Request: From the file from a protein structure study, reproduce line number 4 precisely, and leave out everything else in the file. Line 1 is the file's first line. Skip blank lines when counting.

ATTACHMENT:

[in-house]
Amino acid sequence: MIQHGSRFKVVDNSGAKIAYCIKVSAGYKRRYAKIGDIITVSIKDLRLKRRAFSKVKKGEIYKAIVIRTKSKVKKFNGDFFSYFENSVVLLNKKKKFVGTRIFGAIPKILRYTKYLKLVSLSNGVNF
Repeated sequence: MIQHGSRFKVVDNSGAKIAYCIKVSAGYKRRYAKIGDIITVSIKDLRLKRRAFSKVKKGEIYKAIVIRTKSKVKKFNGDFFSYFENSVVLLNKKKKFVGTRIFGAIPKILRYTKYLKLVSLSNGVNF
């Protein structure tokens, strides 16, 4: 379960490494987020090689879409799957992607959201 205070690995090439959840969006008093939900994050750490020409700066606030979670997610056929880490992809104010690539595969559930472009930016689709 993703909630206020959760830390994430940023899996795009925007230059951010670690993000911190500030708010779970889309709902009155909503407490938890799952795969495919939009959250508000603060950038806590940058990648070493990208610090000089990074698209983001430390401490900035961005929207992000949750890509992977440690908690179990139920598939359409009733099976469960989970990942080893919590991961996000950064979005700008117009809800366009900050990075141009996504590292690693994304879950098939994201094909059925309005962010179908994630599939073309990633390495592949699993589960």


């Protein structure tokens, strides 16, 4: 379960490494987020090689879409799957992607959201 205070690995090439959840969006008093939900994050750490020409700066606030979670997610056929880490992809104010690539595969559930472009930016689709 993703909630206020959760830390994430940023899996795009925007230059951010670690993000911190500030708010779970889309709902009155909503407490938890799952795969495919939009959250508000603060950038806590940058990648070493990208610090000089990074698209983001430390401490900035961005929207992000949750890509992977440690908690179990139920598939359409009733099976469960989970990942080893919590991961996000950064979005700008117009809800366009900050990075141009996504590292690693994304879950098939994201094909059925309005962010179908994630599939073309990633390495592949699993589960």